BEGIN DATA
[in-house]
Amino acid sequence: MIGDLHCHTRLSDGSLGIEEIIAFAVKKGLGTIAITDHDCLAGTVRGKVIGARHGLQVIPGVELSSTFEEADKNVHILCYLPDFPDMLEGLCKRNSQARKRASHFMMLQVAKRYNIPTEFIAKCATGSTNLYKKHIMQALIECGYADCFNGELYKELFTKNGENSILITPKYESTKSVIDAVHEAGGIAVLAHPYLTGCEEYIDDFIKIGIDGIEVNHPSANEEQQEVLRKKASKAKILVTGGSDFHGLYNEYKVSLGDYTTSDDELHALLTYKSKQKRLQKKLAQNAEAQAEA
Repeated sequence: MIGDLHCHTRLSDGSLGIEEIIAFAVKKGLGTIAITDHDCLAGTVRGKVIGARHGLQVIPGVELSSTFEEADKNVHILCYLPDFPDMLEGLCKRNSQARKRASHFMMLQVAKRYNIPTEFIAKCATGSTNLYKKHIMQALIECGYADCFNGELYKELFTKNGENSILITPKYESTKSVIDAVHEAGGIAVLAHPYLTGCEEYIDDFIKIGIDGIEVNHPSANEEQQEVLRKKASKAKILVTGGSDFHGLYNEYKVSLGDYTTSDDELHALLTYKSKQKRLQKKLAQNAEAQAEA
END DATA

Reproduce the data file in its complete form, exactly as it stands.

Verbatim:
[in-house]
Amino acid sequence: MIGDLHCHTRLSDGSLGIEEIIAFAVKKGLGTIAITDHDCLAGTVRGKVIGARHGLQVIPGVELSSTFEEADKNVHILCYLPDFPDMLEGLCKRNSQARKRASHFMMLQVAKRYNIPTEFIAKCATGSTNLYKKHIMQALIECGYADCFNGELYKELFTKNGENSILITPKYESTKSVIDAVHEAGGIAVLAHPYLTGCEEYIDDFIKIGIDGIEVNHPSANEEQQEVLRKKASKAKILVTGGSDFHGLYNEYKVSLGDYTTSDDELHALLTYKSKQKRLQKKLAQNAEAQAEA
Repeated sequence: MIGDLHCHTRLSDGSLGIEEIIAFAVKKGLGTIAITDHDCLAGTVRGKVIGARHGLQVIPGVELSSTFEEADKNVHILCYLPDFPDMLEGLCKRNSQARKRASHFMMLQVAKRYNIPTEFIAKCATGSTNLYKKHIMQALIECGYADCFNGELYKELFTKNGENSILITPKYESTKSVIDAVHEAGGIAVLAHPYLTGCEEYIDDFIKIGIDGIEVNHPSANEEQQEVLRKKASKAKILVTGGSDFHGLYNEYKVSLGDYTTSDDELHALLTYKSKQKRLQKKLAQNAEAQAEA